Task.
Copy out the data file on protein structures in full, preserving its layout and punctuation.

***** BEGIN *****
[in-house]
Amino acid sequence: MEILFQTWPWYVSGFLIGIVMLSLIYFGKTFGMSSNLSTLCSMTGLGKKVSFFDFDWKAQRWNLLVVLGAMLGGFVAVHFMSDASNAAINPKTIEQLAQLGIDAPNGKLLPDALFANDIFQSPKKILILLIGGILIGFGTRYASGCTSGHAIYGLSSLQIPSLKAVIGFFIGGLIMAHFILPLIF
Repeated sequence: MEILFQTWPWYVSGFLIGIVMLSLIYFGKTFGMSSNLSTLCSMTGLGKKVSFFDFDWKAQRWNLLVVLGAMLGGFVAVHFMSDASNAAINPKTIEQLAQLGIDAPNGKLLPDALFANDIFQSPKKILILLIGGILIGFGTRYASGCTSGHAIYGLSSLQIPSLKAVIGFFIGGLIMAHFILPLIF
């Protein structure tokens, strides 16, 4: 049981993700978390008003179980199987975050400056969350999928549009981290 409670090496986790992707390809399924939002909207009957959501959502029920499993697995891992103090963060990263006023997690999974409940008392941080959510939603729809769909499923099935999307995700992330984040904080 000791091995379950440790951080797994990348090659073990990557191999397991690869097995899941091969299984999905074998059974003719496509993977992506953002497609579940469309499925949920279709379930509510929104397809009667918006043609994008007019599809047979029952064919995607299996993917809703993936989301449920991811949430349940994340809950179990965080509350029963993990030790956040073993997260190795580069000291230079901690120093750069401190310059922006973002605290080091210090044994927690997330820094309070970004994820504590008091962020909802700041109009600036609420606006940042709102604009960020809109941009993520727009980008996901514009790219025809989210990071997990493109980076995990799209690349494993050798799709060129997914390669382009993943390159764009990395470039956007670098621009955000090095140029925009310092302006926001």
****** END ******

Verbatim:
[in-house]
Amino acid sequence: MEILFQTWPWYVSGFLIGIVMLSLIYFGKTFGMSSNLSTLCSMTGLGKKVSFFDFDWKAQRWNLLVVLGAMLGGFVAVHFMSDASNAAINPKTIEQLAQLGIDAPNGKLLPDALFANDIFQSPKKILILLIGGILIGFGTRYASGCTSGHAIYGLSSLQIPSLKAVIGFFIGGLIMAHFILPLIF
Repeated sequence: MEILFQTWPWYVSGFLIGIVMLSLIYFGKTFGMSSNLSTLCSMTGLGKKVSFFDFDWKAQRWNLLVVLGAMLGGFVAVHFMSDASNAAINPKTIEQLAQLGIDAPNGKLLPDALFANDIFQSPKKILILLIGGILIGFGTRYASGCTSGHAIYGLSSLQIPSLKAVIGFFIGGLIMAHFILPLIF
């Protein structure tokens, strides 16, 4: 049981993700978390008003179980199987975050400056969350999928549009981290 409670090496986790992707390809399924939002909207009957959501959502029920499993697995891992103090963060990263006023997690999974409940008392941080959510939603729809769909499923099935999307995700992330984040904080 000791091995379950440790951080797994990348090659073990990557191999397991690869097995899941091969299984999905074998059974003719496509993977992506953002497609579940469309499925949920279709379930509510929104397809009667918006043609994008007019599809047979029952064919995607299996993917809703993936989301449920991811949430349940994340809950179990965080509350029963993990030790956040073993997260190795580069000291230079901690120093750069401190310059922006973002605290080091210090044994927690997330820094309070970004994820504590008091962020909802700041109009600036609420606006940042709102604009960020809109941009993520727009980008996901514009790219025809989210990071997990493109980076995990799209690349494993050798799709060129997914390669382009993943390159764009990395470039956007670098621009955000090095140029925009310092302006926001």